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Water is brought into the desert via innovative fog nets.

Water is brought into the desert via innovative fog nets.
Water is brought into the desert via innovative fog nets.

Thanks to the construction of fog nets on Cerro Grande, the small village of Pea Blanca in Chile has been able to gather approximately 500,000 liters of water per year. The nets, erected in collaboration with the Un Alto en el Desierto Foundation, cover 252 square meters and capture nearly 1,500 liters of water per day. This has enabled the community to revitalize the region's vegetation and create new companies in order to improve their quality of life.

Other programs in the region, in addition to fog nets, try to make the most of the less frequent rains, store water for cattle, and prevent soil erosion and mudslides. However, the community claims that these initiatives are only pilot ventures, with no long-term funding or political support.

According to Chile's National Forest Corporation (CONAF), desertification threatens around 23% of the country's total territory, with the Coquimbo region being the most impacted. The southern limit of the Atacama Desert was originally designated along the Copiapó River, but as the desert has expanded south, this line has grown increasingly ambiguous.

Pea Blanca was formerly a thriving rural hamlet, with wheat growing taking up a considerable section of the territory. However, soil erosion, fewer rainfall, and the importation of cheaper wheat resulted in a drop in economic activity and the evacuation of the hamlet by the working-age population. Despite the paucity of water and feed, the majority of the residents are now elderly people who have turned to sheep husbandry.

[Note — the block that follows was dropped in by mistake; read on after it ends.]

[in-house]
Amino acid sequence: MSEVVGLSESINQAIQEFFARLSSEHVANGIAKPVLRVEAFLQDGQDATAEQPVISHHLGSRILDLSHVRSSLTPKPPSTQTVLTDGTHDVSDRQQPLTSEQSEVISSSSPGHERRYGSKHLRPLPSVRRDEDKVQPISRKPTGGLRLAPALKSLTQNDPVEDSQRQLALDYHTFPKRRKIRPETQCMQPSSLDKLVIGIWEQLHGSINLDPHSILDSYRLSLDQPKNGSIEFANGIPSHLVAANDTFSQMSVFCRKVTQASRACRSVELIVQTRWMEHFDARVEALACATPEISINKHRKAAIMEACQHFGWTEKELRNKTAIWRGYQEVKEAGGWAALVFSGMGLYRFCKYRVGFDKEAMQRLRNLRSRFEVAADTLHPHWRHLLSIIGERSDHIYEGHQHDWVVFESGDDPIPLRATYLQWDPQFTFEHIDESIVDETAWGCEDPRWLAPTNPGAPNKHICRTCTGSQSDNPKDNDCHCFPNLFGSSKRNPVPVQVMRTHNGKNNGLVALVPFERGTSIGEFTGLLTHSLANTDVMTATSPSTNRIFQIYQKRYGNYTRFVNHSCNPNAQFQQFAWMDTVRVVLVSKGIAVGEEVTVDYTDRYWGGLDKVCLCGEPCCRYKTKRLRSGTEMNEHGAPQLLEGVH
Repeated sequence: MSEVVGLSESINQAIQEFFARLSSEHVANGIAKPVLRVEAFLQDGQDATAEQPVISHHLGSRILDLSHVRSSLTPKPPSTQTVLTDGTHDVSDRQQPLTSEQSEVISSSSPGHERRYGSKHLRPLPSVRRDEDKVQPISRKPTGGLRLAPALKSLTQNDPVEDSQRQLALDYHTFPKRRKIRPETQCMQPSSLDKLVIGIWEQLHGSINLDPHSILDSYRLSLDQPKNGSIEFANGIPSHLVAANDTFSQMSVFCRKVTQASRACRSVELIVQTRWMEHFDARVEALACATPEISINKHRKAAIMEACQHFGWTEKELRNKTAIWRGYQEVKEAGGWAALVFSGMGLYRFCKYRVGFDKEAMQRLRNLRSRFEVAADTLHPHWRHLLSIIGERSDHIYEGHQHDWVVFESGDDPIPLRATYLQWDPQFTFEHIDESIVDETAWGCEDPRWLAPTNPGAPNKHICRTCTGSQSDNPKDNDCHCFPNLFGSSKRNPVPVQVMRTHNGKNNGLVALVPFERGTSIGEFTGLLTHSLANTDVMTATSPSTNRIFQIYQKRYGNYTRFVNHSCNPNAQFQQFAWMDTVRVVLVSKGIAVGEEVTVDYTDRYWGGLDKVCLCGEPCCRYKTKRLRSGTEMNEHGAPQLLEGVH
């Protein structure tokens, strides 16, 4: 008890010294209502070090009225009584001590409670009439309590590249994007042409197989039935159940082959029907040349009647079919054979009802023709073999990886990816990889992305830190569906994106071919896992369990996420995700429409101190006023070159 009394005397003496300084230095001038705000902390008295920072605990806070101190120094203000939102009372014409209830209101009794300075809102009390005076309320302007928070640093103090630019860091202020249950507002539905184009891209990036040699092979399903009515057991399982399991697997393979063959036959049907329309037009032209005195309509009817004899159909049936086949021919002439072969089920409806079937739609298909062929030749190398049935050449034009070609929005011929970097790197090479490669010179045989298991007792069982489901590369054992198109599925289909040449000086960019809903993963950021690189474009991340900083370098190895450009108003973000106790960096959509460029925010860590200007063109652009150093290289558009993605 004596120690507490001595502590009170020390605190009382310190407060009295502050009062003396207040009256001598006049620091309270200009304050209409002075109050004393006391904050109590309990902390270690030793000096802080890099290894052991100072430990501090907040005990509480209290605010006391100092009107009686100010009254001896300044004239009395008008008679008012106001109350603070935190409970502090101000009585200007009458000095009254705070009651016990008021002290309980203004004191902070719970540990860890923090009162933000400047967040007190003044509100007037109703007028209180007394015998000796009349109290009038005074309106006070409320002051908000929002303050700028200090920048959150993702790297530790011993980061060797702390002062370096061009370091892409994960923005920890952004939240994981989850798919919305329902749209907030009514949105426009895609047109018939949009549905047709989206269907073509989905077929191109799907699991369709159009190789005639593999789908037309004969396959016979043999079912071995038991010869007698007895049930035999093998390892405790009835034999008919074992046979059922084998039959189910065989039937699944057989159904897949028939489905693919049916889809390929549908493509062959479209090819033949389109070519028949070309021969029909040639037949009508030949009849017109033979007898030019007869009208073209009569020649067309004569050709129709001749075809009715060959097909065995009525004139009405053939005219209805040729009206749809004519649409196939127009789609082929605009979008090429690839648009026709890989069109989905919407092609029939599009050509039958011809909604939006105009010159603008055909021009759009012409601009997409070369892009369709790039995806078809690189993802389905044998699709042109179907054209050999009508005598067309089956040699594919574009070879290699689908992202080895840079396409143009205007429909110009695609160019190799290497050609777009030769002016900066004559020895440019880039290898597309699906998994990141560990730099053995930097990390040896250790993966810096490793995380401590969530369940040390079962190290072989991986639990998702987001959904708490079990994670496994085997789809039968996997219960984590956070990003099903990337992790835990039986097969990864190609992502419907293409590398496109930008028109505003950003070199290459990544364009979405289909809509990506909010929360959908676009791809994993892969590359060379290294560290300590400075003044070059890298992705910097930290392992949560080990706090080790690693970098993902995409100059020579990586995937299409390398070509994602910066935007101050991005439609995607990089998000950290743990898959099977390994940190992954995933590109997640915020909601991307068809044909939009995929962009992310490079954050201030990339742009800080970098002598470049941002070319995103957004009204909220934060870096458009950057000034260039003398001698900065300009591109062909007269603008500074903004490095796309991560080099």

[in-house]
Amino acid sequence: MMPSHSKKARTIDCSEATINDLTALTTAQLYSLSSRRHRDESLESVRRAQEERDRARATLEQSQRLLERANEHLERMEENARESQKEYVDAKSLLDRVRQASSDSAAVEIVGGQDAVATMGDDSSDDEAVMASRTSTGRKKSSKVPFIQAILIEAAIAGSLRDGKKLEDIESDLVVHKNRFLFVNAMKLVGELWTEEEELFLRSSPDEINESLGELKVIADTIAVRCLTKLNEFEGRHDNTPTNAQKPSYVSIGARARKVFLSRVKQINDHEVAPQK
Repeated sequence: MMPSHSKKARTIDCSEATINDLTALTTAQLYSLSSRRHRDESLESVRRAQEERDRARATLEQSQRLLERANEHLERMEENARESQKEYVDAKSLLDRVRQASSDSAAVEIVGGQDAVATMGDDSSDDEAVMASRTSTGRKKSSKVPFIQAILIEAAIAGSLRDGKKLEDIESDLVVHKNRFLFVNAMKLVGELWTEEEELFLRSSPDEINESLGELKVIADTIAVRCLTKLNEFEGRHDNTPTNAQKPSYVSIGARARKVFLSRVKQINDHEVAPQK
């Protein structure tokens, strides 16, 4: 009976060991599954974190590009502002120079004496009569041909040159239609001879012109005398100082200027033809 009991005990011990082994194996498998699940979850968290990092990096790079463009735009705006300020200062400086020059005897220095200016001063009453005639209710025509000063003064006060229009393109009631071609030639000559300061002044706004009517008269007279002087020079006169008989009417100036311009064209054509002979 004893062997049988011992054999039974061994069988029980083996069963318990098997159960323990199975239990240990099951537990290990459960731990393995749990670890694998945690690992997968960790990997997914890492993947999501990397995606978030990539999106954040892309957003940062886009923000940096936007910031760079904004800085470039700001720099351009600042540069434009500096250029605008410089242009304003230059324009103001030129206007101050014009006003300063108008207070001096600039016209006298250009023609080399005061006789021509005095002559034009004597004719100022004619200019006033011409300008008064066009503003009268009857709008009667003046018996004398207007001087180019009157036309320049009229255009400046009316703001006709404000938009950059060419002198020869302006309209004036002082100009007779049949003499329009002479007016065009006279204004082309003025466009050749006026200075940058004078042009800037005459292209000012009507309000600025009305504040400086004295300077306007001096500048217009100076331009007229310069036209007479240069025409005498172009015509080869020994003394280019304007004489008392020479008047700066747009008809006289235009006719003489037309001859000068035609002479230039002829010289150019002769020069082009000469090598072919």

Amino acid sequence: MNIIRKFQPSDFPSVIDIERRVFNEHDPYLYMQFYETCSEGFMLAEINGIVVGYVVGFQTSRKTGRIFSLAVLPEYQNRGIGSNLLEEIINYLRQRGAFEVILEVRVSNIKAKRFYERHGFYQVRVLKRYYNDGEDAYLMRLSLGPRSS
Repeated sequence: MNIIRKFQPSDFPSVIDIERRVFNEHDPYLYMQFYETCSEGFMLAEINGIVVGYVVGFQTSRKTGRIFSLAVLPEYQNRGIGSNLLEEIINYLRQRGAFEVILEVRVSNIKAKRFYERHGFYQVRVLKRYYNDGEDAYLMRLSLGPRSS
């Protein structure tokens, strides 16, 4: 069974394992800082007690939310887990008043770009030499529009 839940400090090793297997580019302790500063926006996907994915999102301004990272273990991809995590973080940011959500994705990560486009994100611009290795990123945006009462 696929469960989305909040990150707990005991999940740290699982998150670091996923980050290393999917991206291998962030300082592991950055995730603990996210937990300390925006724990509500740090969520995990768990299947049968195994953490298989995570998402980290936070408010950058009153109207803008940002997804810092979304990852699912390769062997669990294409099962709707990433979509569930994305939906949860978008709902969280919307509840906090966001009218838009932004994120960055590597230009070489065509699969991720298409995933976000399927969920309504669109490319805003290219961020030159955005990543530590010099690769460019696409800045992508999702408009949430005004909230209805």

The Un Alto en el Desierto Foundation began working with the town in 2005, when Pea Blanca was nearing the end of its economic life. They resolved to adapt and discover new ways to produce cash and acquire water together. To safeguard the Cerro Grande, the community fenced off the region and studied the fog, which led to the installation of fog nets.

The findings exceeded expectations, with each square meter of netting capable of collecting up to 2,000 liters of water, or around 49 gallons per square foot. Despite the desert's expansion, the water gathered has allowed at least 30 native plant species to grow in the Cerro Grande Ecological Reserve. The community seeks to acquire financing and governmental backing in order to continue their projects and adjust to the challenges of living in an increasingly parched area.

Individuals and organizations must work together to create a more just and equitable society for all in order to achieve a sustainable future and accomplish the SDGs. Only by working together toward a common goal can we hope to build a truly global community dedicated to making the world a better place for future generations.


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